Lance Thomas spoke to the media for the first time since news of his lawsuit broke Monday when the New Orleans Hornets opened training camp. Credit: CHUCK LIDDY
NBA training camps opened today, and 19 former Blue Devils went back to work. Among them was Lance Thomas, who has had a quite busy offseason. To review:
Sept. 7 - The Associated Press reveals that Manhattan-based jeweler Rafaello & Co. is suing Thomas for defaulting on a $67,800 payment. Thomas purchased nearly $100,000 worth of jewelry on Dec. 21, 2009, while the team was on winter break during his senior year.
This opened a dialog between Duke and the NCAA in order to determine if Thomas received any extra benefits, which would retroactively make him ineligible and put Duke's 2010 national championship in jeopardy. Both compliance experts I spoke with said that. from Duke's perspective, there was definite cause for concern.
Sept. 18 - Thomas and Rafaello & Co settle the lawsuit out of court. The terms are confidential. Also on the same day, it came to light that Thomas had failed to pay rent late in his senior year, and his landlord filed a court complaint. The case was dropped when both parties failed to appear at the scheduled court apearance.
Even before the settlement, the NCAA faced a few significant hurdles in a potential investigation, including a four-year statute of limitations and lack of subpoena power. The jeweler declined to speak with the NCAA. Thomas does not have to—but it appears he will.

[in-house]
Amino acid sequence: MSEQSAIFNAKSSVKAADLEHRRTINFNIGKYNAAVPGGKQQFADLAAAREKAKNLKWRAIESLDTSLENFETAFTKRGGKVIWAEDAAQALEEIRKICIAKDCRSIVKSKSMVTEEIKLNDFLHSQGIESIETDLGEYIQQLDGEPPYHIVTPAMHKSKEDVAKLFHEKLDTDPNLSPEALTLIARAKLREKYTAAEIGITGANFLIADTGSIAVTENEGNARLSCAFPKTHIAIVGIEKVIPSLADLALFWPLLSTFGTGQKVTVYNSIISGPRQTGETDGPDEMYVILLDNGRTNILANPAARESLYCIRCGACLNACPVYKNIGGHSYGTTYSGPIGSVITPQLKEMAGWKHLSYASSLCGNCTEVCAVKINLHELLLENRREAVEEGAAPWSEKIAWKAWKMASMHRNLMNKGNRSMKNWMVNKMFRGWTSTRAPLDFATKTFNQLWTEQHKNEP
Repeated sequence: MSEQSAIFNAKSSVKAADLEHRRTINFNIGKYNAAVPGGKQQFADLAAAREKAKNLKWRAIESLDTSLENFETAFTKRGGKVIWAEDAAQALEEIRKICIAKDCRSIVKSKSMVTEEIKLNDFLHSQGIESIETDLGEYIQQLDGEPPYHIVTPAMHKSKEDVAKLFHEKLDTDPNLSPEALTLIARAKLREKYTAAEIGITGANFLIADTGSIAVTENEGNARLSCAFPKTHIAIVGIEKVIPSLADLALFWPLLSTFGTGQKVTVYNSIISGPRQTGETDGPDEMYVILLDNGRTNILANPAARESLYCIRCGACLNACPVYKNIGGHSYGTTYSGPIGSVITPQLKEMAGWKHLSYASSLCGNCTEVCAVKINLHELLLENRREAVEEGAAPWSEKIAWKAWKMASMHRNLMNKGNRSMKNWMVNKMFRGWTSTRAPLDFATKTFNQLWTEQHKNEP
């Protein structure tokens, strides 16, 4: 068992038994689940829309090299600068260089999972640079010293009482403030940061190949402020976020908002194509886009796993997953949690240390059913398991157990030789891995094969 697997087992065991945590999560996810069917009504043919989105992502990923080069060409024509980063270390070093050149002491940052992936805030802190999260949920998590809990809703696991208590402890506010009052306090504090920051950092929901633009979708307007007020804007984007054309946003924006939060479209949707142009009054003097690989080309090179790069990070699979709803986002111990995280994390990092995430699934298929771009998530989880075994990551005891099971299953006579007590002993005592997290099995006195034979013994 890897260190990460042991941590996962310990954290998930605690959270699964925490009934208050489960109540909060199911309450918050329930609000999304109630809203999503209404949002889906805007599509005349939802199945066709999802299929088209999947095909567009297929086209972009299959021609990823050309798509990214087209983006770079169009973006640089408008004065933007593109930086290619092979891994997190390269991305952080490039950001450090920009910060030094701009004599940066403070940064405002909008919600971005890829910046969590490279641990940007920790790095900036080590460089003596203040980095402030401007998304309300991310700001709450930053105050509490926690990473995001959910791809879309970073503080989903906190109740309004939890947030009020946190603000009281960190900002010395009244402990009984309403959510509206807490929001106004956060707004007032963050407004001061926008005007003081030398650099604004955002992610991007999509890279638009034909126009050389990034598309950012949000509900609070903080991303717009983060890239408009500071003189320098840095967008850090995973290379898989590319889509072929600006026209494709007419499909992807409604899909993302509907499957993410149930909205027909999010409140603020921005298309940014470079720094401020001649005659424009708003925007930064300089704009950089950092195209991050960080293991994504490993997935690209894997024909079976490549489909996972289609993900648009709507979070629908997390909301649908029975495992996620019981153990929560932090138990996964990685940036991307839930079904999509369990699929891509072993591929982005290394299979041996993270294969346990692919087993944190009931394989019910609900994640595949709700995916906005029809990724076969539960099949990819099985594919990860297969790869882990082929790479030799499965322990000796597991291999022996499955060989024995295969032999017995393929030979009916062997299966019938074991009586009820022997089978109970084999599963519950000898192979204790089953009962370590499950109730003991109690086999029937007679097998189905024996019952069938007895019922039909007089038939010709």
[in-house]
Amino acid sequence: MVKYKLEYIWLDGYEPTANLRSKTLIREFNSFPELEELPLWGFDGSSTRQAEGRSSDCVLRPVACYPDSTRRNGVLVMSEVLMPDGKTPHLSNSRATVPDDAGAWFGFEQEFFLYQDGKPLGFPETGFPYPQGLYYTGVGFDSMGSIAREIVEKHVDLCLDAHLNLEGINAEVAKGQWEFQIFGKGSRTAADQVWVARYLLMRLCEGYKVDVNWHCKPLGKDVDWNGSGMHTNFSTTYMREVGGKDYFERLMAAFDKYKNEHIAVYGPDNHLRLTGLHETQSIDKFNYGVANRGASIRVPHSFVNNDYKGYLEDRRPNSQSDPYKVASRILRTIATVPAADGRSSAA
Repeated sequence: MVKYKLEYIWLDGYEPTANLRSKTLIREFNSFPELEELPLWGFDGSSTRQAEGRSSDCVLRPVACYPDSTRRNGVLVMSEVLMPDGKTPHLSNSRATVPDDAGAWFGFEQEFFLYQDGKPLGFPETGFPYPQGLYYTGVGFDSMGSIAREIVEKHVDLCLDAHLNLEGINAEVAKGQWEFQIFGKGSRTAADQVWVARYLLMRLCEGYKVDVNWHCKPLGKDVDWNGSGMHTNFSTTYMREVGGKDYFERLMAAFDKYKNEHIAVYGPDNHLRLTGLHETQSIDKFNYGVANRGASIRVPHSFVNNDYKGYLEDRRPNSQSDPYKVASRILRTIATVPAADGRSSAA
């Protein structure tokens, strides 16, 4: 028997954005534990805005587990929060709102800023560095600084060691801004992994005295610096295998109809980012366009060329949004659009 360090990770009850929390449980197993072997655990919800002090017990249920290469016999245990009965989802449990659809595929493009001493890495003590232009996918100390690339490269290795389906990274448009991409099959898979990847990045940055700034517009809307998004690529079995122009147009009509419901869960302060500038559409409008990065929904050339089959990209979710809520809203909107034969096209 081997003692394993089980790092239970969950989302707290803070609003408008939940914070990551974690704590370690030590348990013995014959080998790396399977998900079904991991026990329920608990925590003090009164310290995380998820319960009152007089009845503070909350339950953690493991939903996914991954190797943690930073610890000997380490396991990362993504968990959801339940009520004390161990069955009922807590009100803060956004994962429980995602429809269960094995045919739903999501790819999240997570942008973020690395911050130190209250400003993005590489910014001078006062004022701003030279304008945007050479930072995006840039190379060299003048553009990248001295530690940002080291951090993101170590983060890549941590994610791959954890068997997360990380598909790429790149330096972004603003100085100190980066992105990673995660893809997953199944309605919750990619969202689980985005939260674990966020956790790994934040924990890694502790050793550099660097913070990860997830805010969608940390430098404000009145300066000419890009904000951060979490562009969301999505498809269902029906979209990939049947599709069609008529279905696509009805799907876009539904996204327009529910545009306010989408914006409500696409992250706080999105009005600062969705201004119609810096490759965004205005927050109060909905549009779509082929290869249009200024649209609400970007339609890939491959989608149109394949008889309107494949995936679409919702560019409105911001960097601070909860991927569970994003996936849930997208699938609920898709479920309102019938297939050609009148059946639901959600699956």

"I'm still working on that, but I'll eventually speak to them," Thomas told the Associated Press Monday.
When asked if he thought he violated any NCAA rules with his purchase, Thomas said he "didn't think so." He also told Steve Wiseman of the Durham Herald-Sun that he has not spoken with any Duke officials about the lawsuit and expressed regret about the trouble this has caused the university.
"I do feel bad that was something that was just lingering around the university," Thomas said to the Associated Press. "But everything's going to get taken care of the right way and I hope the coaching staff and the whole university knows that those were the best four years of my life."
NCAA spokesperson Stacey Osburn did not respond to an after hours request for comment. Thomas did not answer a phone call seeking comment.
Naturally, many of the initial questions remain: how did Thomas get $30,000 for a down payment and did he receive an extra benefit when he was extended a $67,800, 15-day loan? Thomas said he will share more once a few legal details are settled. The NCAA, Duke and the general public will be waiting.